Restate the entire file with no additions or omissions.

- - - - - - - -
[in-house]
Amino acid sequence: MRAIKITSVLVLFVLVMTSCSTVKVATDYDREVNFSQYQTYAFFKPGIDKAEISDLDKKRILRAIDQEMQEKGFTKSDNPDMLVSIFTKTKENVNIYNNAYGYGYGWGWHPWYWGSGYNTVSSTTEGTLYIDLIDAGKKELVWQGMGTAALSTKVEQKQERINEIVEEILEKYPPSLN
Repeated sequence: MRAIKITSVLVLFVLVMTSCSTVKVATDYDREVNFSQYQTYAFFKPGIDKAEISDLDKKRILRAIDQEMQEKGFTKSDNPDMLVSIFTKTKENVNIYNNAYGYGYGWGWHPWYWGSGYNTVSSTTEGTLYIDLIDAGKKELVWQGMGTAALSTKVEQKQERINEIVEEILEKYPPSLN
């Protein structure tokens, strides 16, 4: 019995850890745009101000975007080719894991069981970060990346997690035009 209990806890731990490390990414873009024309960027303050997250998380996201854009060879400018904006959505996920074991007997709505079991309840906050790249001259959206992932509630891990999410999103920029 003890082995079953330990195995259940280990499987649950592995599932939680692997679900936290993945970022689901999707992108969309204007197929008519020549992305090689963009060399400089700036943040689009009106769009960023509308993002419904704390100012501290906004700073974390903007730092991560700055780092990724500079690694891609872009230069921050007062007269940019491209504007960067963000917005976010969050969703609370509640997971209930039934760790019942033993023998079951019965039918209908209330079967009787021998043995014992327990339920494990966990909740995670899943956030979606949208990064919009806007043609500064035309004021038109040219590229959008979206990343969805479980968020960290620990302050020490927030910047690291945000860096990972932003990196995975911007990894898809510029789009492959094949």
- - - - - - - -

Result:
[in-house]
Amino acid sequence: MRAIKITSVLVLFVLVMTSCSTVKVATDYDREVNFSQYQTYAFFKPGIDKAEISDLDKKRILRAIDQEMQEKGFTKSDNPDMLVSIFTKTKENVNIYNNAYGYGYGWGWHPWYWGSGYNTVSSTTEGTLYIDLIDAGKKELVWQGMGTAALSTKVEQKQERINEIVEEILEKYPPSLN
Repeated sequence: MRAIKITSVLVLFVLVMTSCSTVKVATDYDREVNFSQYQTYAFFKPGIDKAEISDLDKKRILRAIDQEMQEKGFTKSDNPDMLVSIFTKTKENVNIYNNAYGYGYGWGWHPWYWGSGYNTVSSTTEGTLYIDLIDAGKKELVWQGMGTAALSTKVEQKQERINEIVEEILEKYPPSLN
């Protein structure tokens, strides 16, 4: 019995850890745009101000975007080719894991069981970060990346997690035009 209990806890731990490390990414873009024309960027303050997250998380996201854009060879400018904006959505996920074991007997709505079991309840906050790249001259959206992932509630891990999410999103920029 003890082995079953330990195995259940280990499987649950592995599932939680692997679900936290993945970022689901999707992108969309204007197929008519020549992305090689963009060399400089700036943040689009009106769009960023509308993002419904704390100012501290906004700073974390903007730092991560700055780092990724500079690694891609872009230069921050007062007269940019491209504007960067963000917005976010969050969703609370509640997971209930039934760790019942033993023998079951019965039918209908209330079967009787021998043995014992327990339920494990966990909740995670899943956030979606949208990064919009806007043609500064035309004021038109040219590229959008979206990343969805479980968020960290620990302050020490927030910047690291945000860096990972932003990196995975911007990894898809510029789009492959094949």